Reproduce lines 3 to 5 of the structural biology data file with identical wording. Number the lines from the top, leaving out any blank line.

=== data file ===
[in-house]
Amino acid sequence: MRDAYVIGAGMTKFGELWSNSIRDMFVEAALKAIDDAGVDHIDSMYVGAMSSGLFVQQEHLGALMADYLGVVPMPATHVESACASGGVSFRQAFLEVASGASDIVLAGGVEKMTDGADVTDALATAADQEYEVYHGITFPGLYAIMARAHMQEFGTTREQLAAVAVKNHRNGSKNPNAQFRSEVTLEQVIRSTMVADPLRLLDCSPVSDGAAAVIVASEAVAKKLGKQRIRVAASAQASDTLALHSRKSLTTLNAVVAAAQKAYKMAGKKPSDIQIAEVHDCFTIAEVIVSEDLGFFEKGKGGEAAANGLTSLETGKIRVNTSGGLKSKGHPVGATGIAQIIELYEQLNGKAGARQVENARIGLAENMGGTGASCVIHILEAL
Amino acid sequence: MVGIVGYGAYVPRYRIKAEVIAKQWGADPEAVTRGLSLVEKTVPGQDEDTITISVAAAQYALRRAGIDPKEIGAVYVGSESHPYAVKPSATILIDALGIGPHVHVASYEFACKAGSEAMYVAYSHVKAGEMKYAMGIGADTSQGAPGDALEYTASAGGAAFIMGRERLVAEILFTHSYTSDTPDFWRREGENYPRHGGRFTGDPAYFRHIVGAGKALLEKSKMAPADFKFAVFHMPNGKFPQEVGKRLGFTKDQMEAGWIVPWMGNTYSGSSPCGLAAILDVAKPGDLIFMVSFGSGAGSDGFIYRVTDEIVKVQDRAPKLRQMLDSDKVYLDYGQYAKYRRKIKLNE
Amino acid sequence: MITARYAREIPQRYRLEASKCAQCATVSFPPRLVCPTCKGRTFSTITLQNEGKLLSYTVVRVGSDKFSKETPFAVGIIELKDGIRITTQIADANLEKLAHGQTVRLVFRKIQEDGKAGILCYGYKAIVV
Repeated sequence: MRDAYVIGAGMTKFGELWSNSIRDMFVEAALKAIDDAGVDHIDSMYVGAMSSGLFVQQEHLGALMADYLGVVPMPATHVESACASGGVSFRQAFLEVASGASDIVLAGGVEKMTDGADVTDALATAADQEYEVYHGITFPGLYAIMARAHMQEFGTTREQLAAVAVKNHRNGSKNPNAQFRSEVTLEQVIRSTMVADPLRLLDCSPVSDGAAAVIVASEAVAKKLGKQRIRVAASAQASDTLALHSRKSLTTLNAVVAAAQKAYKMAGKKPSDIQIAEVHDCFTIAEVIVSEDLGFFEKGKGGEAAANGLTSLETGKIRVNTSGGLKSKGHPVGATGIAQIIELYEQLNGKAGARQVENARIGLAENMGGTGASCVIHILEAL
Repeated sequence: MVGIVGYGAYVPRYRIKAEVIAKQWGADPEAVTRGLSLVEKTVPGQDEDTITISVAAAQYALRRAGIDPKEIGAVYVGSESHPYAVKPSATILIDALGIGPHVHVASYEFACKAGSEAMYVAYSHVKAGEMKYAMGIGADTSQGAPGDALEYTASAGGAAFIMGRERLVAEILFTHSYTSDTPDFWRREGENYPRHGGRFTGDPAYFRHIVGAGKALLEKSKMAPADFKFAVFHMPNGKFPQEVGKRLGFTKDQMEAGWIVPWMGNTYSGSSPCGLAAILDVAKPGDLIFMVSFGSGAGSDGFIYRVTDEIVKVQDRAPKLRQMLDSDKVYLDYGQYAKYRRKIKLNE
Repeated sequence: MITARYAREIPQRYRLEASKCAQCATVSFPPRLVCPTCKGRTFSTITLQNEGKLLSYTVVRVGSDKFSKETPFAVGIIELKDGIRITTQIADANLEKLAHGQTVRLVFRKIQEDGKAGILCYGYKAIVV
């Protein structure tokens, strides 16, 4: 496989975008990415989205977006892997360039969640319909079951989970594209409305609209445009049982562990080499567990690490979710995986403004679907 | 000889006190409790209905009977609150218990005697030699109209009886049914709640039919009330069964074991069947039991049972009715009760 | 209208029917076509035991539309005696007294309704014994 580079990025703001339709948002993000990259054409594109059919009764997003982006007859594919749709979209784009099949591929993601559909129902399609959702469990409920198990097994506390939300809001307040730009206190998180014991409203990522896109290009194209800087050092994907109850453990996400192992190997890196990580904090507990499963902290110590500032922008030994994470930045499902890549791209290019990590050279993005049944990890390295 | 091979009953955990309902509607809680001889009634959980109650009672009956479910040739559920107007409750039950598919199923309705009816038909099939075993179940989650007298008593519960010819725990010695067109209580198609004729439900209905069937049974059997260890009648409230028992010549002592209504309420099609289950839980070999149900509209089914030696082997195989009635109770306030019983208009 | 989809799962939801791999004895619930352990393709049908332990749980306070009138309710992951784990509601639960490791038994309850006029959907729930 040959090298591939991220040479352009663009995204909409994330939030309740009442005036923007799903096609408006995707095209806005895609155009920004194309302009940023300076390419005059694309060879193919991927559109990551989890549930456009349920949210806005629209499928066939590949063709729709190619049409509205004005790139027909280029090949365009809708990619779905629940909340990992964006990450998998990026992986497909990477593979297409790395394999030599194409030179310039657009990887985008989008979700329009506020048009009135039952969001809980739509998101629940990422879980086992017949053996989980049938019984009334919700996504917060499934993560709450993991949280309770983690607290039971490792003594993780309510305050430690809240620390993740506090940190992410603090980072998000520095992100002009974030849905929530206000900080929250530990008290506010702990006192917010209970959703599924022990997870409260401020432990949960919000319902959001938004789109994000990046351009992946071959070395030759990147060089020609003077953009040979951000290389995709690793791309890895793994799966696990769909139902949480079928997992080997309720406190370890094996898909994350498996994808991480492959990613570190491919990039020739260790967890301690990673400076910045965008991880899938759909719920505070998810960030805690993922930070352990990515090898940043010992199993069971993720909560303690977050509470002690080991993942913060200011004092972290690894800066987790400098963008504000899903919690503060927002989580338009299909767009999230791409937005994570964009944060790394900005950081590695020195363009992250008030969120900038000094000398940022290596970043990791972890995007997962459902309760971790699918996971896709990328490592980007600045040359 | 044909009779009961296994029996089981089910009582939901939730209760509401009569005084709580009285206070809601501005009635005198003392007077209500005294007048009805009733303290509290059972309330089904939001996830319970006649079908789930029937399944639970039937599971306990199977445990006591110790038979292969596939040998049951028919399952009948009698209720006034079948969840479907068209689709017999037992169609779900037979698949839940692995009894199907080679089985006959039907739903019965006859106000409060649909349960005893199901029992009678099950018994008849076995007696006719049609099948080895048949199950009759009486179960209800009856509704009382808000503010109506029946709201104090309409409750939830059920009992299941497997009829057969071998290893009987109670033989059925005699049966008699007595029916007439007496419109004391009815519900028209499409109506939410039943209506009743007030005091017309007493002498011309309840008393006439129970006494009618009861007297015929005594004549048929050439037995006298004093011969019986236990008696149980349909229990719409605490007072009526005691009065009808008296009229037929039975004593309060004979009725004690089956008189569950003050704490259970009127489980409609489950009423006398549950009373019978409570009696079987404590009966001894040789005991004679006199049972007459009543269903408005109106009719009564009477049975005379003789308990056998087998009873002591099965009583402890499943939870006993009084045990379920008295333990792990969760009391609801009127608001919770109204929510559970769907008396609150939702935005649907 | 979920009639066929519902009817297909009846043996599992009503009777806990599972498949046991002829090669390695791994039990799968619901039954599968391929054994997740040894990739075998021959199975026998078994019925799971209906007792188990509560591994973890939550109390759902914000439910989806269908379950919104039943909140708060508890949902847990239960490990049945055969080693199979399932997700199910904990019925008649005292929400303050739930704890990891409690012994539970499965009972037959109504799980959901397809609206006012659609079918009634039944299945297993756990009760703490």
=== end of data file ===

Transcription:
Amino acid sequence: MVGIVGYGAYVPRYRIKAEVIAKQWGADPEAVTRGLSLVEKTVPGQDEDTITISVAAAQYALRRAGIDPKEIGAVYVGSESHPYAVKPSATILIDALGIGPHVHVASYEFACKAGSEAMYVAYSHVKAGEMKYAMGIGADTSQGAPGDALEYTASAGGAAFIMGRERLVAEILFTHSYTSDTPDFWRREGENYPRHGGRFTGDPAYFRHIVGAGKALLEKSKMAPADFKFAVFHMPNGKFPQEVGKRLGFTKDQMEAGWIVPWMGNTYSGSSPCGLAAILDVAKPGDLIFMVSFGSGAGSDGFIYRVTDEIVKVQDRAPKLRQMLDSDKVYLDYGQYAKYRRKIKLNE
Amino acid sequence: MITARYAREIPQRYRLEASKCAQCATVSFPPRLVCPTCKGRTFSTITLQNEGKLLSYTVVRVGSDKFSKETPFAVGIIELKDGIRITTQIADANLEKLAHGQTVRLVFRKIQEDGKAGILCYGYKAIVV
Repeated sequence: MRDAYVIGAGMTKFGELWSNSIRDMFVEAALKAIDDAGVDHIDSMYVGAMSSGLFVQQEHLGALMADYLGVVPMPATHVESACASGGVSFRQAFLEVASGASDIVLAGGVEKMTDGADVTDALATAADQEYEVYHGITFPGLYAIMARAHMQEFGTTREQLAAVAVKNHRNGSKNPNAQFRSEVTLEQVIRSTMVADPLRLLDCSPVSDGAAAVIVASEAVAKKLGKQRIRVAASAQASDTLALHSRKSLTTLNAVVAAAQKAYKMAGKKPSDIQIAEVHDCFTIAEVIVSEDLGFFEKGKGGEAAANGLTSLETGKIRVNTSGGLKSKGHPVGATGIAQIIELYEQLNGKAGARQVENARIGLAENMGGTGASCVIHILEAL